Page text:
ABS are issued by entities that have a primary purpose of raising debt capital backed by collateral that provides the cash flows to service the debt. The interpretation of what represents an issuer obligation has been a significant item of discussion and there is significant diversity in interpretation in practice currently. The principles attempt to improve clarity.
Under the proposed definition, ABS are investments that are either backed by financial assets or by cash generating non-financial assets. The proposal uses the current SSAP 103R – Transfers and Servicing of Financial Assets and Extinguishments of Liabilities definition for financial assets which is defined as cash, evidence of an ownership interest in an entity, or a contract that conveys to one entity a right (a) to receive cash or another financial instrument from a second entity or (b) to exchange other financial instruments on potentially favorable terms with a second entity. Financial assets do not include assets for which the realization of the benefits of the assets depends on the completion of a performance obligation (e.g. leases, mortgage servicing rights, etc,).
When a performance obligation exists, the asset represents a non-financial asset, or a means though which non-financial assets produce cash flows until the performance obligation has been satisfied. Cash generating non-financial ABS are assets that are expected to generate a meaningful source of cash flows for repayment of the bond through use, licensing, leasing, servicing, or management fees to generate cash flows. Non-financial assets must be expected to generate meaningful cash flows to service the debt, other than through the sale or refinancing of assets, in order to meet the definition of a bond. Reliance on cash flows from the sale or refinancing of does not preclude a bond from being classified as ABS as long as the meaningful cash flow requirement is met.
Determining meaningful cash flows is specific to each transaction, determined at origination, and should consider various factors, including but not limited to the following:
Application of this principle requires judgment and is the responsibility of the reporting entity. There are no “bright line” cut-offs. The exposed principles include a “practical expedient” to provide a threshold of residual asset risk under which cash flows would be presumed to be meaningful (i.e. less than 50% of original principal).
The proposed definition requires the holder of the ABS to be in a different economic position than owning the collateral directly. If the holder would be in the same economic position if they held the underlying collateral directly, it is not an ABS and ultimately not a bond. In order to support that an insurer is in a different economic position, there must be sufficient credit enhancement, through overcollateralization / subordination or other form of guarantee or recourse, to support that the underlying collateral risks have been recharacterized to bond risk.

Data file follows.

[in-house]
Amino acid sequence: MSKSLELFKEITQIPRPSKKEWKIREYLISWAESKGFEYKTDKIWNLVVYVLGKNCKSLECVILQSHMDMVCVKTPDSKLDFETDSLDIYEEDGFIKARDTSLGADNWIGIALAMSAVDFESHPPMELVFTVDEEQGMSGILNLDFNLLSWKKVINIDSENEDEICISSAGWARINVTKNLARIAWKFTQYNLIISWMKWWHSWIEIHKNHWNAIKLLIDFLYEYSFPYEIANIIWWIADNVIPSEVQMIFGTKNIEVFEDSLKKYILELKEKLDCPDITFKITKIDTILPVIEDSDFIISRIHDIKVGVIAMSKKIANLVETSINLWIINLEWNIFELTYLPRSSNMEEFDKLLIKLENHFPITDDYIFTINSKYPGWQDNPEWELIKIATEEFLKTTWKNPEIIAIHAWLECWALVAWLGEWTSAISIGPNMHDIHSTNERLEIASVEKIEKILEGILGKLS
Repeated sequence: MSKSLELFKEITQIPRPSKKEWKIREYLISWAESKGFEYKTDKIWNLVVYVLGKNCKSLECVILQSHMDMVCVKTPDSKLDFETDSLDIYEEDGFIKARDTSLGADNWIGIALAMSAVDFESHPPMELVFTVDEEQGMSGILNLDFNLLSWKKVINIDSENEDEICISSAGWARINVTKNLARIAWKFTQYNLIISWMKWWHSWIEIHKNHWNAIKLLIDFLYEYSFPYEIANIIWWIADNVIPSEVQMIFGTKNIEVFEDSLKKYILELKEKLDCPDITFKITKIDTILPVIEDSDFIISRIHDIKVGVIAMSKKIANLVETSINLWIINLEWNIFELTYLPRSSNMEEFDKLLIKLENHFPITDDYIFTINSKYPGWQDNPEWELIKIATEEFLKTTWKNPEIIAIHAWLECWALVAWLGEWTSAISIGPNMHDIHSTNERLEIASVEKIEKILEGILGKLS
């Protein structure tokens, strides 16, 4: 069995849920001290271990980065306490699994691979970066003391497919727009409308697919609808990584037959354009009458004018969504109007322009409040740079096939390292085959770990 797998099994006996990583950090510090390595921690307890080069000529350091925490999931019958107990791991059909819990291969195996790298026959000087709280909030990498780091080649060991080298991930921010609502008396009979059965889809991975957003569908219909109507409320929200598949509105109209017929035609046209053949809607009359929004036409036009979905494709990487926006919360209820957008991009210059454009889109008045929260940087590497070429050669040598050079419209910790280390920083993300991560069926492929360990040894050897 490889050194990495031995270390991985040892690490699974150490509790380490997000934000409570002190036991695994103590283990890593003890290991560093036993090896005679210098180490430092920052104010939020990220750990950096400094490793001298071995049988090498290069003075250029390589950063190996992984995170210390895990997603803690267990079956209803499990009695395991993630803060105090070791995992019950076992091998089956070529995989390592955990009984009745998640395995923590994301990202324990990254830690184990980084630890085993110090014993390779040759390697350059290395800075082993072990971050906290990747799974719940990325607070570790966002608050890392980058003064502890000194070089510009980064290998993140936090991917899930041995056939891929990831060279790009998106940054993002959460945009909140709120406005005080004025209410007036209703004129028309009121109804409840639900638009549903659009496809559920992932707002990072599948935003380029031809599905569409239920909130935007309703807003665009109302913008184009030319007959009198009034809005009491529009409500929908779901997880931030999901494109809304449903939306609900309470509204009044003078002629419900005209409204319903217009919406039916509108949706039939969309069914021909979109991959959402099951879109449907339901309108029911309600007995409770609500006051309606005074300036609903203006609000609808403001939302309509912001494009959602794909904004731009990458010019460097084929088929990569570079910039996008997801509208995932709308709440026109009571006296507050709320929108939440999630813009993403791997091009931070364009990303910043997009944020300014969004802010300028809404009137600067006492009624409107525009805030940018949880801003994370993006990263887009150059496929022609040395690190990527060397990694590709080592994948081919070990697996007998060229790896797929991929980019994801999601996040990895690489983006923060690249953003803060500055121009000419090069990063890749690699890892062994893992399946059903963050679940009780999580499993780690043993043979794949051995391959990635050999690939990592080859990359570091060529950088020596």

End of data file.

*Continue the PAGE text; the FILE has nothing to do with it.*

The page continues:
Sufficient credit enhancement refers to a level of subordination that is expected to absorb losses commensurate with other debt investments of similar quality over a range of stress scenarios. The sufficiency threshold is specific to each debt instrument at origination. Losses are those a market participant would estimate and considers historical losses (including loss recoveries) on similar collateral, current conditions, reasonable and supportable forecasts, and prepayment assumptions associated with the collateral. Excluded from the estimate of losses are historical gains on similar collateral and expected market appreciation.
Based on the proposed definition, a significant majority of insurers’ portfolios will likely have minimal impacts. Holders of only traditional issuer obligations (corporates, treasuries, municipal securities, etc.) will likely have no impact. Holders of traditional, widely marketed securitizations of financial assets (RMBS, CMBS, CLO) will use market validation to support sufficient credit enhancement. Assets requiring additional analysis will include:
SAPWG has received various comments for the proposed definition and is working to develop revisions to guidance for the accounting treatment of bonds reported on Schedule D-1 and investments which do not meet the proposed bond definition. All elements of the proposed bond definition, and the reflection of those concepts in statutory accounting guidance, are subject to continued discussion. Revised guidance for Schedule D-1 investment classification will not be considered authoritative statutory guidance until the specific effective date detailed in adopted authoritative SSAPs. It should be clearly noted that wide-spread grandfather provisions are not expected. SAPWG projects that the earliest the entire package of SSAP revisions and blanks revisions could be effective is January 1, 2024.
For more information on these topics, or to learn how Baker Tilly’s insurance industry Value Architects™ can help, contact our team.
Clark, Kevin. Upcoming Changes to: SSAP No. 26R and 43R – ‘Definition of Bond’. 2020. Kevin Clark. August 29 - September 1, 2021, New Orleans, LA. Slide 30.